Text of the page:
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Jan 31, 2023 780 Father Joseph Gill, USA
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Q&A: Impact of Social Media on Teens

Q – My pre-teens are clamoring for a phone so they can get social media, like all of their friends. I feel so torn, because I don’t want them to be left out, but I know how dangerous it can be. What is your opinion?

A: Social media can be used for good. I know a twelve-year-old who makes short Bible reflections on TikTok, and he gets hundreds of views. Another young person I know has an Instagram account dedicated to posting about the saints. Other teens I know go on Discord or other chat rooms to debate atheists or to encourage other young people in their Faith. Without a doubt, there are good uses for social media in evangelization and forming Christian community.

And yet…do the benefits outweigh the risks? A good maxim in the spiritual life is: “Trust God immensely…never trust yourself!” Should we entrust a young person with unfettered access to the internet? Even if they start out with the best of intentions, are they strong enough to resist the temptations? Social media can be a cesspool—not just obvious temptations like pornography or glorifying violence, but even more insidious temptations like gender ideology, bullying, becoming addicted to the “high” of getting likes and views, and feelings of inadequacy when teens start to compare themselves with others on social media. In my opinion, the risks outweigh the benefits of allowing young people access to a secular world which will try to form them away from the mind of Christ.

Recently a mother and I were discussing her teenage daughter’s poor behavior and attitude, which was correlated to her use of TikTok and her unfettered access to the internet. The mother said with a sigh of resignation, “It’s just so sad that teens are so addicted to their phones…but what can you do?”

What can you do? You can be a parent! Yes, I know peer pressure is tremendous to allow your kids a phone or device with endless free access to all the worst humanity has to offer (aka social media) – but as a parent your job is to form your children to be saints. Their souls are in your hands. We must be that first line of defense against the dangersof the world. We would never allow them to spend time with apedophile; if we knew they were being bullied we would try to protect them; if something were harming their health, we would spare no expense to rush them to the doctor. Then why wouldwe allow them a window into the cesspool of porn, hatred, and time-wasting trash that’s readily available on the internet without offering careful guidance? Study after study has shown the negative effects of the internet in general—and social media in particular—but still we turn a blind eye and wonder why our teenage sons and daughters struggle with identity crises, depression, self-hatred, addictions, aberrant behavior, laziness, a lack of desire for holiness!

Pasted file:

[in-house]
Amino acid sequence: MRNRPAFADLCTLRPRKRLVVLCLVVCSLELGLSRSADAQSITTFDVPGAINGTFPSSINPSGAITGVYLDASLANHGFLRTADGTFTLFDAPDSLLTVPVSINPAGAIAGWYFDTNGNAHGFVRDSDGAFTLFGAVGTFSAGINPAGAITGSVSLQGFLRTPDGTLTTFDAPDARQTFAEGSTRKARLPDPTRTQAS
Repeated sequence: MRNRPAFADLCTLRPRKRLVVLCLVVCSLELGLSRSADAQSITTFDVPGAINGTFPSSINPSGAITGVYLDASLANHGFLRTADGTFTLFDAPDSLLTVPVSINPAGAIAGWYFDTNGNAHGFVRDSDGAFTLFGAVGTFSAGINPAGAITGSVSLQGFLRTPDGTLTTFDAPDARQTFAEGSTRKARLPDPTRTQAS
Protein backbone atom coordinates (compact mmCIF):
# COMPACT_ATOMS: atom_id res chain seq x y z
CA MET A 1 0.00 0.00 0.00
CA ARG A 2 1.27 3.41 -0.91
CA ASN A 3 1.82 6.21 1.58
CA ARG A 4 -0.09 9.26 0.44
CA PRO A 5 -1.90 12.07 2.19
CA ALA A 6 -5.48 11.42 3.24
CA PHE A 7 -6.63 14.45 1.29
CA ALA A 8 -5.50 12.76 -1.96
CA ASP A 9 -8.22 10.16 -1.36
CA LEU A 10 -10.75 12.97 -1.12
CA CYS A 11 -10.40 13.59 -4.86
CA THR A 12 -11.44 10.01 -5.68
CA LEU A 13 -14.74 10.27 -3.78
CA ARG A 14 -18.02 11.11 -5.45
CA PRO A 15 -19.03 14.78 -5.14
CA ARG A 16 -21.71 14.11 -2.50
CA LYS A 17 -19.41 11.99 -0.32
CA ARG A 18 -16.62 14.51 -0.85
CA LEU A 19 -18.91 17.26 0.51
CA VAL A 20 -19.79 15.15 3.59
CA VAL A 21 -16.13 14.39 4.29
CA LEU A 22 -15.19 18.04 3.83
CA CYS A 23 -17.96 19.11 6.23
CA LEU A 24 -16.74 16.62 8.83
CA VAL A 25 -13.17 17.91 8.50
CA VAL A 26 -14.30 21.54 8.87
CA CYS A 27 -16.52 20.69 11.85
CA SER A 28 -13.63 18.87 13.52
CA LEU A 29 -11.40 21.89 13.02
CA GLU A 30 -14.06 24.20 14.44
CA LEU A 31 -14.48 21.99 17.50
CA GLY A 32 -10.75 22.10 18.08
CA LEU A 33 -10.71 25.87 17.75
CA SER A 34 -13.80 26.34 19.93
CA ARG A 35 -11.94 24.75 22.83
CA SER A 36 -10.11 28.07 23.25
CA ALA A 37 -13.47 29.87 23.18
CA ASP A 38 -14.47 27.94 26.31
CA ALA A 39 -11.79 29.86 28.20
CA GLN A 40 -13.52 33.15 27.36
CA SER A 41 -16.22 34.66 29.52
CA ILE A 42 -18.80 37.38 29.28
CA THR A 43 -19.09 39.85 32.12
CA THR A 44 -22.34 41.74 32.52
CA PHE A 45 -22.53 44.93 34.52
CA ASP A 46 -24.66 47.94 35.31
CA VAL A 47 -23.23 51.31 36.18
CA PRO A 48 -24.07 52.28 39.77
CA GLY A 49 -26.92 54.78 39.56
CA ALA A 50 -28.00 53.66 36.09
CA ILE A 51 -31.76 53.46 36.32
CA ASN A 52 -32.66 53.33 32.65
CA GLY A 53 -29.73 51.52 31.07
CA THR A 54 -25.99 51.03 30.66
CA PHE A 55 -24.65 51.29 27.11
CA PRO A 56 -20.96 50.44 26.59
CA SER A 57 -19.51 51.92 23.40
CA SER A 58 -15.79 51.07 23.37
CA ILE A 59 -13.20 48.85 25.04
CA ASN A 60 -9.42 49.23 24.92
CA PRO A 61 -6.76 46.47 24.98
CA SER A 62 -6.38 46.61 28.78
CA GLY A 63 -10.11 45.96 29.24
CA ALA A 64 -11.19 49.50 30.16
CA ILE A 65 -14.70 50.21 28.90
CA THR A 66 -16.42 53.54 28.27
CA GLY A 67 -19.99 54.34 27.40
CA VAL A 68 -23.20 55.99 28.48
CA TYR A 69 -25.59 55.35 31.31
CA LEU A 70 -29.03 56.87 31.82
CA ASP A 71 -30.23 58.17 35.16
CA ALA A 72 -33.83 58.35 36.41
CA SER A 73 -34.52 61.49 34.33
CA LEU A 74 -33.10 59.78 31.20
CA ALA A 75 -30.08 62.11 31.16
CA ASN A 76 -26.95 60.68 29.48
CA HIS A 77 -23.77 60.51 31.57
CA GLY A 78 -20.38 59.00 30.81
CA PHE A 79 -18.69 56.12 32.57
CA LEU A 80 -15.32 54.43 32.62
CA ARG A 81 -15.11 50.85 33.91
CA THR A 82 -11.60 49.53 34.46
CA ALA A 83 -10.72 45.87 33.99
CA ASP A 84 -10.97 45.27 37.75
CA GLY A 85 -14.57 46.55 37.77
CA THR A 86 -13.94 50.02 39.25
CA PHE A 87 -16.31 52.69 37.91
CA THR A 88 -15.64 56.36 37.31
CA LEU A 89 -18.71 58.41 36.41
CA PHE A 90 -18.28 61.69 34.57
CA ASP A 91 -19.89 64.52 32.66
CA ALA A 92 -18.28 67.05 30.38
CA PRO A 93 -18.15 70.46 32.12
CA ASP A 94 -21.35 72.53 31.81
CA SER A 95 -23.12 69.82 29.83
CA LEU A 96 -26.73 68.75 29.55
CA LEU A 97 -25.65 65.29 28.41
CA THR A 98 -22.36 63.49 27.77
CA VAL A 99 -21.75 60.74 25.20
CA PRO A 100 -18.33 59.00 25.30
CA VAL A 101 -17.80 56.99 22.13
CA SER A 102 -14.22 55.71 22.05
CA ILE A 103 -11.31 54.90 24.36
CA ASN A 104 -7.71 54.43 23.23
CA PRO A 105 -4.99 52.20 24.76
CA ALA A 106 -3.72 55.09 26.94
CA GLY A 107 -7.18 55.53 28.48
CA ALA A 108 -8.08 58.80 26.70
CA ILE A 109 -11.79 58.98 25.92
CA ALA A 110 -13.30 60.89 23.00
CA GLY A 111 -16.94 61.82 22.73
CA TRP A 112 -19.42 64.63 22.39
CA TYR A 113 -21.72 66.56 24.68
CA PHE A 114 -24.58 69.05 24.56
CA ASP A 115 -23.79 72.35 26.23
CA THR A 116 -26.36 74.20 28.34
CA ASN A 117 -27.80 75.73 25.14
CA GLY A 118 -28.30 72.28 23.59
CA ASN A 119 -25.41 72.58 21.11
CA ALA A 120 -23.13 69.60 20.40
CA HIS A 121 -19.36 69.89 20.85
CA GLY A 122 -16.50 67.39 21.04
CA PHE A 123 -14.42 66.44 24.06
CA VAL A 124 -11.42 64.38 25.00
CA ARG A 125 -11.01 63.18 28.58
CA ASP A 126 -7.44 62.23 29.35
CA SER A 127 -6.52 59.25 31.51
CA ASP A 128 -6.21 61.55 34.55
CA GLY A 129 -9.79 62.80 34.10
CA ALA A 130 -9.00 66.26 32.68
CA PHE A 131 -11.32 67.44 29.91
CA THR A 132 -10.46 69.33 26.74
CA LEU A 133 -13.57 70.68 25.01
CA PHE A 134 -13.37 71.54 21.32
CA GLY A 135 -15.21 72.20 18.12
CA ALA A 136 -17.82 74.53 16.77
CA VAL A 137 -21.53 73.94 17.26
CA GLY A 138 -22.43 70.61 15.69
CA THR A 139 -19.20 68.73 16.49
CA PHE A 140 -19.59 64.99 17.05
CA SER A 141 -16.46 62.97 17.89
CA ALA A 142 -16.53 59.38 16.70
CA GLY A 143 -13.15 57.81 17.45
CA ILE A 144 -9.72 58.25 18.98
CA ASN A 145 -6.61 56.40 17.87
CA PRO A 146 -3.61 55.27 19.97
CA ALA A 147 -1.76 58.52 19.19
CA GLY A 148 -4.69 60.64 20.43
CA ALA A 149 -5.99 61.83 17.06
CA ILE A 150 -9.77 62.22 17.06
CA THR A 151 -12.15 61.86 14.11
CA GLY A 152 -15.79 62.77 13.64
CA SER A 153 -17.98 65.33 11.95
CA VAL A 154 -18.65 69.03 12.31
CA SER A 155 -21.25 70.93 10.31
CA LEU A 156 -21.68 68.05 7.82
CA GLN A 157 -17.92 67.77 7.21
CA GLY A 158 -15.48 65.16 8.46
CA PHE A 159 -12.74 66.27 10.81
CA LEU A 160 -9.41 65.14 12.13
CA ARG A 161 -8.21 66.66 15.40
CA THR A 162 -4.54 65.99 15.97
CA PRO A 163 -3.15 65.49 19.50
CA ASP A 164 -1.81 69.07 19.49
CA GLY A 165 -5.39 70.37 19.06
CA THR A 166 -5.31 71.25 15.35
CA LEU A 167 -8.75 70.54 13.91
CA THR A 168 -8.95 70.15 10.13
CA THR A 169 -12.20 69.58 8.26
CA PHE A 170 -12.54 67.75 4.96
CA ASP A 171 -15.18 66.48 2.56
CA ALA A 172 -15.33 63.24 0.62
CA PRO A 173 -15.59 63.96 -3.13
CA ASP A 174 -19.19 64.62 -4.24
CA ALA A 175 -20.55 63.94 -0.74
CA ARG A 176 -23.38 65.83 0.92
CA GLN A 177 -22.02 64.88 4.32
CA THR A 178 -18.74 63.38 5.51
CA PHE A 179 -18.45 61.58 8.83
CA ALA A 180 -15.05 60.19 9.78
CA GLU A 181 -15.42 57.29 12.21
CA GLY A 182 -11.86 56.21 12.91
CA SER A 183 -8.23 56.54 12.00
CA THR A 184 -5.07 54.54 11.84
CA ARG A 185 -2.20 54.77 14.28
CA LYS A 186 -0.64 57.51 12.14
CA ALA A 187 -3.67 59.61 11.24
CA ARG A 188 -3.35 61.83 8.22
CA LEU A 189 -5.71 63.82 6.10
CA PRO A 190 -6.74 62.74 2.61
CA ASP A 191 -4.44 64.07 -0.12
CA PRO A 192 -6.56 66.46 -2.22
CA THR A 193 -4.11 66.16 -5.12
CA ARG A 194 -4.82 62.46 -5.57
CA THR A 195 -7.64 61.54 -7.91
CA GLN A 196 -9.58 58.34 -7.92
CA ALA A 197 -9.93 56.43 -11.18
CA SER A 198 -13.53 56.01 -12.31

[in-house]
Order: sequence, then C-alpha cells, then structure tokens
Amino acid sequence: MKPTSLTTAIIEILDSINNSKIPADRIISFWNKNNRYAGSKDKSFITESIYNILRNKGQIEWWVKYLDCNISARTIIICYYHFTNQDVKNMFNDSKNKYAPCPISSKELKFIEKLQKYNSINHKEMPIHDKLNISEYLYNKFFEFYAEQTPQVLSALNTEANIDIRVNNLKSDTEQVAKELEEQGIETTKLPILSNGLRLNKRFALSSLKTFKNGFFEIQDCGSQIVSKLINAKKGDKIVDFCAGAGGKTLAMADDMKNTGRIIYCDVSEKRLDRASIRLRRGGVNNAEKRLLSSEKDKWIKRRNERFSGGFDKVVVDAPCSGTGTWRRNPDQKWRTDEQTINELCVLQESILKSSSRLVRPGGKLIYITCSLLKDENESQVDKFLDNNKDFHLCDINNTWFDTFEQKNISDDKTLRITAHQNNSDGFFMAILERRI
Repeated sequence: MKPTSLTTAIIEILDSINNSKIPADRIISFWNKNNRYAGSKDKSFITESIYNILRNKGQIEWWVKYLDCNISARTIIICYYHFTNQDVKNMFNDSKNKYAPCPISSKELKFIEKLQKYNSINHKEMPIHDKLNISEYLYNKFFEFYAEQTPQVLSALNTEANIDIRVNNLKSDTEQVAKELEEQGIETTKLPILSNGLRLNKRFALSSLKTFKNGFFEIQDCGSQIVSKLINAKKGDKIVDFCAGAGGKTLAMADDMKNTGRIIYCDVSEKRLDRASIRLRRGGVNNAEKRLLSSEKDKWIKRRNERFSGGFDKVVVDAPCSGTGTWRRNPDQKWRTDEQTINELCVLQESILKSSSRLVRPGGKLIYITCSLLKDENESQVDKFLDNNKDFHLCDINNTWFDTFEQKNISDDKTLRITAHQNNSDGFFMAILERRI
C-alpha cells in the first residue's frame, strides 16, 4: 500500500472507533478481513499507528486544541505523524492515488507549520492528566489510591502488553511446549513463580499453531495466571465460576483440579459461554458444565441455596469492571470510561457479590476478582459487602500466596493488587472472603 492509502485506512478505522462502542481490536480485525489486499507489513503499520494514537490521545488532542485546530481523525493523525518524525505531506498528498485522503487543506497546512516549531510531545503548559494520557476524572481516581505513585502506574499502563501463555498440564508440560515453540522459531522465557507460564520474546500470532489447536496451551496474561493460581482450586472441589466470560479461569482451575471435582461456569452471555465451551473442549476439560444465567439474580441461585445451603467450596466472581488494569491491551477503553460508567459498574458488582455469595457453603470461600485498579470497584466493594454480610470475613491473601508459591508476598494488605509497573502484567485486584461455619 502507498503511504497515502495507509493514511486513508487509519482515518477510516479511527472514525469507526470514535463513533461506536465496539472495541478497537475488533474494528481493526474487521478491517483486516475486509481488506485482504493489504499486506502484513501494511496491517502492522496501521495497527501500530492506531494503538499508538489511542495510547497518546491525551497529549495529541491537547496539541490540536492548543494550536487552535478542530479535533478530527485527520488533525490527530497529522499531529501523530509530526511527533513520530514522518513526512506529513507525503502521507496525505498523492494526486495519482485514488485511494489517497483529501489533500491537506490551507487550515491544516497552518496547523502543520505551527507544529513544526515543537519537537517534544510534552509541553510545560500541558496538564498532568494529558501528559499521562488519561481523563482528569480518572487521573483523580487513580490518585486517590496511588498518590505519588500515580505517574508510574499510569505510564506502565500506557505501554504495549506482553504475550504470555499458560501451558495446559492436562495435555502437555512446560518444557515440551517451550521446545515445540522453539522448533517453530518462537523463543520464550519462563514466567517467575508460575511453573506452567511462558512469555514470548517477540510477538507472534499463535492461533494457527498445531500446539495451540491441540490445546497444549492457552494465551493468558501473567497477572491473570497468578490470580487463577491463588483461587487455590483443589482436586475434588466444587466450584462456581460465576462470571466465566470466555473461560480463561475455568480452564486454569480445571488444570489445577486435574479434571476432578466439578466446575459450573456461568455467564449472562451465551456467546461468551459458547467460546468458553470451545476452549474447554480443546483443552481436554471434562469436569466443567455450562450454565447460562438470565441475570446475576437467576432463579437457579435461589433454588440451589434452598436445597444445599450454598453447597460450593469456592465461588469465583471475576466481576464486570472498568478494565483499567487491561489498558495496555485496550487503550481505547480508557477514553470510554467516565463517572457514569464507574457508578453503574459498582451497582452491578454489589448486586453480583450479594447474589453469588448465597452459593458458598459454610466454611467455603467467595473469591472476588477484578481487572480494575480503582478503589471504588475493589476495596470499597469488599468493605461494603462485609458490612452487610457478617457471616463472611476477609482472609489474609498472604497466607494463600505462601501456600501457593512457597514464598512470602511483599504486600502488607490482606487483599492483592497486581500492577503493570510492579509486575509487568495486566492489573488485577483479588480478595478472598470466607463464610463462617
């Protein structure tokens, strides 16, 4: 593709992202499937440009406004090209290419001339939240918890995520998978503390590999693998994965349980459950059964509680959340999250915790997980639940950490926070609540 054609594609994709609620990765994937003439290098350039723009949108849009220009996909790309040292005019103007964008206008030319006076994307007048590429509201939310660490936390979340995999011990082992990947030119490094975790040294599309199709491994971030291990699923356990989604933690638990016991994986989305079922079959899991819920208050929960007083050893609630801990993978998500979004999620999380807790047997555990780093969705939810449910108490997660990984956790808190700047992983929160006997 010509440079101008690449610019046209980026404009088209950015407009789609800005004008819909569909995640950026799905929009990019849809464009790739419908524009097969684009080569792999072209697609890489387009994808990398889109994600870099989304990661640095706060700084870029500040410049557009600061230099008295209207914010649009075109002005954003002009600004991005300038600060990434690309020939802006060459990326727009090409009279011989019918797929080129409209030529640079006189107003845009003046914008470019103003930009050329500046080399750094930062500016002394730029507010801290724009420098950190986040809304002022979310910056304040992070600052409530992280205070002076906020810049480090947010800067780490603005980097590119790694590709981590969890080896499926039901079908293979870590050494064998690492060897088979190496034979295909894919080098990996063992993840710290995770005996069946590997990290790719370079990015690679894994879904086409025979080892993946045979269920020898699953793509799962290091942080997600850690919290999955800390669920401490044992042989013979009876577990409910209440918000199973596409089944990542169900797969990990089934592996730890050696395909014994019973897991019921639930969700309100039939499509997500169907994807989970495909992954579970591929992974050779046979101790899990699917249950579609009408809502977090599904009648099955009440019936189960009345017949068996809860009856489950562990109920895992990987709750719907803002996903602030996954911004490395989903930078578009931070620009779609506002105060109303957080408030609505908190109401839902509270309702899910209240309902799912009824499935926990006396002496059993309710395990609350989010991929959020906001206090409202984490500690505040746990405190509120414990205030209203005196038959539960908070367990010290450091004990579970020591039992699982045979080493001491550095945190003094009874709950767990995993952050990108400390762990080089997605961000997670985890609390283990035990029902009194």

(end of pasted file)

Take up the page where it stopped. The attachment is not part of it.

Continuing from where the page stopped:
Parents, do not abdicate your authority and your responsibility! At the end of your lives, the Lord will ask you how well you shepherded these souls He entrusted to you—whether or not you led them to Heaven and preserved their souls from sin to the best of your ability. We cannot use the excuse, “Oh, well everyone else’s kids have one, so my kid would be strange if they didn’t!

Will your kids be angry with you, maybe even say they hate you, if you put restrictions on their devices? Probably. But their anger will be temporary—their gratitude will be eternal. Recently another friend who travels the country speaking about the dangers of social media told me that after her talk she always has many young adults come up to her with one of two reactions: “At the time I was furious with my parents for taking away my phone, but now I’m grateful.” OR “I really wish my parents had protected me from losing so much innocence.” No one has ever been grateful that their parents were so permissive!

So, what can be done? First, do not give teens (or younger!) phones with internet or apps. There are plenty of dumb phones still in existence! If you must give them phones that access the internet, put parental restrictions on them. Install Covenant Eyes on your son’s phones—and on your home computers while you’re at it (almost every Confession I hear involves pornography, which is mortally sinful and can lead your son to view women as nothing but objects, which will have huge ramifications on his future relationships). Do not allow them to use their screens at meals or while alone in their bedrooms. Get the support of other families who have the same policies. Most importantly—do not try to be your kid’s friend, but be their parent. Authentic love requires boundaries, discipline, and sacrifice.

Your kid’s eternal welfare is worth it, so do not say, “Alas, I can’t do anything—my kid needs to fit in.” It’s better to stand out here on earth so we can fit into the Communion of Saints!

 

 

 

 

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Father Joseph Gill

Father Joseph Gill is a high school chaplain and serves in parish ministry. He is a graduate from Franciscan University of Steubenville and Mount St. Mary’s Seminary. Father Gill has published several albums of Christian rock music (available on iTunes). His debut novel, “Days of Grace” is available on amazon.com.

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